Looking forward to holiday mail? You may want to add a little protection to your home’s mailbox before the neighborhood snow plow puts a stopper on its receipt. A little protection can prevent a sudden halt in mail service - and the need for you to replace your meager mailbox in near-Arctic temperatures.
What’s the Best Way to Help Your Mailbox Survive the Snow Plow?
1. Dig Deep.
Make sure your mailbox mount is installed at least one foot into the ground (the deeper the better), encasing it in cement for extra support.
2. Bolster Your Box.
Opting for a thick metal posts over wood. Brick and stone surrounds likewise boost visibility and better protect your box. (Just be sure to check local homeowner’s, postal and city ordinances before your grand-redesign.)
3. Go For the Big Reveal.
Shovel around your mailbox after heavy snowfall, aiming for at least 2 feet in each direction, giving the snow a better path and preventing your box from bombardment.
4. Put Some Bling On It.
Boost visibility with a reflective flags and markers.
5. Practice Defensive Maneuvers.
Defend your box with specialty hardware designed specifically to outwit vandals and snowplows, such as…
- Metal Snow Shield
Inexpensive and simply designed mailbox snow shields can help you eliminate the need for winter mailbox repair.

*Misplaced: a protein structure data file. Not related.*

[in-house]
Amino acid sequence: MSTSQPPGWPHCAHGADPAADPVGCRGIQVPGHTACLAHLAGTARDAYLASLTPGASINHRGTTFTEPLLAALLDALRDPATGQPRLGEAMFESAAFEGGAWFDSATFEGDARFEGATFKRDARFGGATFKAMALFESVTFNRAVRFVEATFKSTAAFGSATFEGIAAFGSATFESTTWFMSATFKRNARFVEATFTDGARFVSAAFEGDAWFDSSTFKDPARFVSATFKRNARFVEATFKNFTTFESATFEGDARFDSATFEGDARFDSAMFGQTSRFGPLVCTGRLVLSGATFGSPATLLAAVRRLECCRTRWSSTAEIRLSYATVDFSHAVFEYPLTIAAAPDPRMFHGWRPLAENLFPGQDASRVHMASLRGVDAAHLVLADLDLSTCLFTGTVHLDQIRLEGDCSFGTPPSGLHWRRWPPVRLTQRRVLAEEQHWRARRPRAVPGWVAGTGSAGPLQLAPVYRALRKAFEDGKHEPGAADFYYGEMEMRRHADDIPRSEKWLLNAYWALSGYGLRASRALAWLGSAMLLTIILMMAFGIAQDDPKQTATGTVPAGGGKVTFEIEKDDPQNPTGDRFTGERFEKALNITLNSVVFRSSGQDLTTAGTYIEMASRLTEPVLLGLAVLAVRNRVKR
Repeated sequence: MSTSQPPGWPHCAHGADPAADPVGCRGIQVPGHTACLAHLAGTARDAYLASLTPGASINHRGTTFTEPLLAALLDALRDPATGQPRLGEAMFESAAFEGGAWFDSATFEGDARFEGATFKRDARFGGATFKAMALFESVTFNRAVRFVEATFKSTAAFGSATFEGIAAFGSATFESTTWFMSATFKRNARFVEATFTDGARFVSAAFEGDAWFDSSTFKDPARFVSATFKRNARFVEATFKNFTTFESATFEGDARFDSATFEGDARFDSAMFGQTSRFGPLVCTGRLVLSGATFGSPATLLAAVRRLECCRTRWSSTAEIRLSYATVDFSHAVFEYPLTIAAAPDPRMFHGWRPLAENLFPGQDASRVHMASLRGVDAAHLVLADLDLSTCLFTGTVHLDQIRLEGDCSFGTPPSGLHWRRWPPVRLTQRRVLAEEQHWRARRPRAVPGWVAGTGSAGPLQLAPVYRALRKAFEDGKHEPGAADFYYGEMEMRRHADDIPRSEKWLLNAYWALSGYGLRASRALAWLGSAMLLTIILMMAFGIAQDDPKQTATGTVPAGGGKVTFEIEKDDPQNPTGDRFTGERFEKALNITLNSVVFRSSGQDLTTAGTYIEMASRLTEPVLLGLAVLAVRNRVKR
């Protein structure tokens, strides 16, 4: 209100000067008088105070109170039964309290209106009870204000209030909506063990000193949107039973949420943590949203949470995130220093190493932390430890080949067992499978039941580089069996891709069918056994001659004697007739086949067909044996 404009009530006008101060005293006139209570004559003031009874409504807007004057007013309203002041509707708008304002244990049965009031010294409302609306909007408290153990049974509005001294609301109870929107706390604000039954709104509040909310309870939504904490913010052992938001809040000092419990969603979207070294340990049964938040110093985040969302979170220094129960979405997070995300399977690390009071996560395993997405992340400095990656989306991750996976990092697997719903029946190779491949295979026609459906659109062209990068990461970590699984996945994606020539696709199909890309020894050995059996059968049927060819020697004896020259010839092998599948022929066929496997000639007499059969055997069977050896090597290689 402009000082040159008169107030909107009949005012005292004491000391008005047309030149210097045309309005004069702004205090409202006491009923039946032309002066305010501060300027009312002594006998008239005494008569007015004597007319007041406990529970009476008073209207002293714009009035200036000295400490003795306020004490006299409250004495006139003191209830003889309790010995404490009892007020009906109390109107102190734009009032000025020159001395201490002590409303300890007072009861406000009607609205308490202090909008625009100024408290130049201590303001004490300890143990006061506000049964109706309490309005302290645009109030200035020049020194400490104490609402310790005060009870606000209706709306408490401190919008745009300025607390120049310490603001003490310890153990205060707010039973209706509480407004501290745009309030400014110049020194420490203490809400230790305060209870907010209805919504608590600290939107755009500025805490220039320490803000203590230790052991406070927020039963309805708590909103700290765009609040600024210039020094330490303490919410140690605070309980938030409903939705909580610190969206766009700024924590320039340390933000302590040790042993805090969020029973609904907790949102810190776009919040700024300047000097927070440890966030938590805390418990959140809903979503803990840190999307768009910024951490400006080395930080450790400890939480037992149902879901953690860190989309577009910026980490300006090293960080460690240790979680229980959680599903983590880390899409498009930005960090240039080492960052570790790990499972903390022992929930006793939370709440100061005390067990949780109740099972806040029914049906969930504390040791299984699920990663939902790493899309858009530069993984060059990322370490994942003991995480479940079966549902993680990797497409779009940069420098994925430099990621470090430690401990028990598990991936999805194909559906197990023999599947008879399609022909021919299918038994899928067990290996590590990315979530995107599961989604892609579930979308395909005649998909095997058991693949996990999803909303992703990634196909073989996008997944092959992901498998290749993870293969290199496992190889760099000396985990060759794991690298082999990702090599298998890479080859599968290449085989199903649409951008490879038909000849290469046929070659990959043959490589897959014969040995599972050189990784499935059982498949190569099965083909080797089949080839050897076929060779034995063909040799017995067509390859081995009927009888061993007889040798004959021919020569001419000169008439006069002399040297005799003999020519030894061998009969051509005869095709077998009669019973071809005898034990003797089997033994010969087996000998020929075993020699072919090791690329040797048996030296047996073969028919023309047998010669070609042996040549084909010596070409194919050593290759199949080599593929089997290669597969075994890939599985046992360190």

- A Mailbox Swing
This joint connects your box to the pole so that, if hit, it will absorb the impact and swing the box 360-degrees around, minimizing damage.
- Boom System Style Posts
Solutions such as the SwingClear install in minutes, and works similarly to the above swing, but without the full rotation.
- Snow Deflector
Snow deflectors, such as Mailbox Buddy, are easily stored in the spring and erected each fall. Anchoring in the ground with a 5-foot T-post and U-straps, simply slide the lightweight, weather-resistant shield into place from protection from snow – and plows.
- Postal Wedge
Installed easily with a post hole digger and a tamper, the structural steel design of the Postal Wedge offers protection against snow plows, weather, vandalism, and more.
The SlopBuster absorbs and redirects snow thrown from plows, withstanding up to 600 pounds of force.
- Adding Steel Rods as a Mailbox Snow Shield
Installed at least 1.5 feet away from your box on either side, sinking steel rods and encasing them in concrete makes for an effective deflector. Paint them brightly to further boost visibility.
- Make Your Own Wooden Mailbox Shield
Looking for a DIY mailbox protection solution? The folks in Holland, Michigan have a few ideas.
6. Go Postal.
Request a variance from your local post office if snow plow damage is a frequent occurrence. Though post office stipulations advise your box must be located between 6-8 inches from the curb face/street edge, setback variances are possible –as is the potential swap to a drop-box or mail slot.
Did your new mailbox installation turn out to be a swing and a miss? Count on the trusted services of Mr. Handyman to put things back together fast. You can request service from the Mr. Handyman near you or call (877) 256-3376 and we can help you weather your winter worries.